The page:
Paths of Desire

Except for those clues that surface into what we think of as the present — to be noted, recorded or assigned to memory, interpreted, interpolated, and built into a trace or echo of what was, or may have been, the past is a place that may never have happened. At best, history is a narrative, imagined into the gaps between the findings we take as evidence.

Can there be any more powerful connector to what went before, than that vast mass of evidence that will never be found, never brought into the light of enquiring minds, not even imagined?

The statement above sits somewhere between a question and an appeal — for something extra to surface as evidence, to reveal that there are other types of connectors; because this is the nature of human nature: the desire to travel outside of common logic, and beyond the experience of one life, and one’s time, and what one lifetime can learn.

While much has been learned and recorded about the post-colonial history of Sydney’s Centennial Parklands, little has been gathered about the lives of the people who went before: the ones who lived there over the 50,000 years before 1788.

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Continue reading

Gehry in Sydney


Just out: a book I have been working on with managing editor Liisa Naar for UTS. Gehry in Sydney is about a recent UTS building project. The university commissioned US architect Frank Gehry (Guggenheim Museum Bilbao) to design the Dr Chau Chak Wing building for their business school in Ultimo, Sydney.

Most graphic designers of print are familiar with the anxiety attached to making decisions (other peoples’ more than theirs, I think) on what to put on the cover of a publication. So much risk—for some—seems to ride on the choice and positioning of the elements, and often what one finishes up with is a conceptually deficient, consensus-built assemblage that misses the mark in relation to all the writing and the image-making and the thinking that may be found inside. Cover photography is particularly vulnerable to the pressures applied to designers by these nervous guardians of the book’s public acceptability. Predictable images rule.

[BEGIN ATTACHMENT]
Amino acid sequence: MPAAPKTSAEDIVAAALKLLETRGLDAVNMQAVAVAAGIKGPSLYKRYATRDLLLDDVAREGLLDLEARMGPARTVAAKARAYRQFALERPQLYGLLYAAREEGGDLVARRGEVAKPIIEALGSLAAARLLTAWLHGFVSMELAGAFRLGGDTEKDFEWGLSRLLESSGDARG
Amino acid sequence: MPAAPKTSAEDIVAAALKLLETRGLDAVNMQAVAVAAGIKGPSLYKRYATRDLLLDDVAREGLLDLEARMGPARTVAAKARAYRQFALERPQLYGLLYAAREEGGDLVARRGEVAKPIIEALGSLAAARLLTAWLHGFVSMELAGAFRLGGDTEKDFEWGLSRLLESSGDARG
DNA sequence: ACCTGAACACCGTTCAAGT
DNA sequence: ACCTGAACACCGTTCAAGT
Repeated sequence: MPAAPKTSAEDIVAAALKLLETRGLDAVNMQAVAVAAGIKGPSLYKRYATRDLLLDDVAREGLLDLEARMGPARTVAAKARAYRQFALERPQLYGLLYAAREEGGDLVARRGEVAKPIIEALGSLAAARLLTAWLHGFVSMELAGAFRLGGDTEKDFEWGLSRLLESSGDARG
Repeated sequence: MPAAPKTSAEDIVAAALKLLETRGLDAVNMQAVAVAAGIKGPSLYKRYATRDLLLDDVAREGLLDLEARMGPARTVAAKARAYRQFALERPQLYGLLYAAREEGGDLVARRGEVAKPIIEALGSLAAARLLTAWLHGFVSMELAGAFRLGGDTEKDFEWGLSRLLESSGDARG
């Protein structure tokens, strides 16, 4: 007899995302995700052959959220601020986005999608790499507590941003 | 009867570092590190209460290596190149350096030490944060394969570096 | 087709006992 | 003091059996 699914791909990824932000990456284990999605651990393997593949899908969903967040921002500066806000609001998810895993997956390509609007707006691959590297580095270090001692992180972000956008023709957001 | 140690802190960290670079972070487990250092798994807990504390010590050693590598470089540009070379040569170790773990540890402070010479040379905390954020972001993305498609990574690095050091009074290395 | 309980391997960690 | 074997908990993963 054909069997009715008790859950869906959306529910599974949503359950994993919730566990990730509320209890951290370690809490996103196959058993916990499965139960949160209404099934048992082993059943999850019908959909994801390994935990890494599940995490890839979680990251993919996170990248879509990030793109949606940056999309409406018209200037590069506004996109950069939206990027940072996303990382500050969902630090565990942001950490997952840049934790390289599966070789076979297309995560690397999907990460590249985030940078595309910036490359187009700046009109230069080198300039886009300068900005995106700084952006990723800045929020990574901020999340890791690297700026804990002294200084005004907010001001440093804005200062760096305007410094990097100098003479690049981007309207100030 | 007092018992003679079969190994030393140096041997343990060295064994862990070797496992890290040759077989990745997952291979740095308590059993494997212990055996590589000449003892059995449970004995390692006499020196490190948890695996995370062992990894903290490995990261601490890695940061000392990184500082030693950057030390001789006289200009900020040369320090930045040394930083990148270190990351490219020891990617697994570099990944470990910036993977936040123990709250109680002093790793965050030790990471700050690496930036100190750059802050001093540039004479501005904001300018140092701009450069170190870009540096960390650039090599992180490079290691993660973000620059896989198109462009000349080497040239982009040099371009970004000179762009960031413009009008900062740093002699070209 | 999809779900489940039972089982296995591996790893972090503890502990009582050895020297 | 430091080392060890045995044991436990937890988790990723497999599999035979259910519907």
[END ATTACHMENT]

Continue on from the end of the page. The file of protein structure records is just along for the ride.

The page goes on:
Working with a more enlightened client, I was delighted when this one turned out to be an exception. Many city buildings (some of them deservedly) become targets for the ‘icon shot’ style of documentation: dramatic, forced-perspective, hard-edged verticals thrusting up into the purest of blue skies suggesting… the predictable. To me, Gehry’s building embodies a less invasive, more personal type of seduction (if ‘seduction’ it is) and in this it has much going for it as a visual experience.

On walking around the site I found that the building’s beautiful shapes, textures and rhythms could be enjoyed from within a smaller frame of viewing and often, just square-on, or close to it, from a higher observation point with less perspective — such as the elevated walkway opposite. From there you can appreciate the pattern of the brickwork and its earthy textures, and the almost musical compositions of square, box-framed windows against those ‘impossible’ curves. Michael Nicholson’s crisp monochrome photographs capture this with quietness, and zero swagger: the visual poetry in brick that will live on, possibly beyond the career span of its world famous designer.

Gehry in Sydney
The Dr Chau Chak Wing Building, UTS
Edited by Liisa Naar and Stewart Clegg
Cover design and book concept design by Graeme Smith
Cover photography by Michael Nicholson






















What a pleasure it is to live somewhere with a river running through the backyard. First, at a friend’s house in Maffra, New South Wales. Second, at a cottage in nearby Dalgety. In both places it’s the Snowy that flows just a few minutes from my makeshift workstation; I am working. For those who know me and have my number and email: please stay in touch.



Above: Maffra. Below: Dalgety.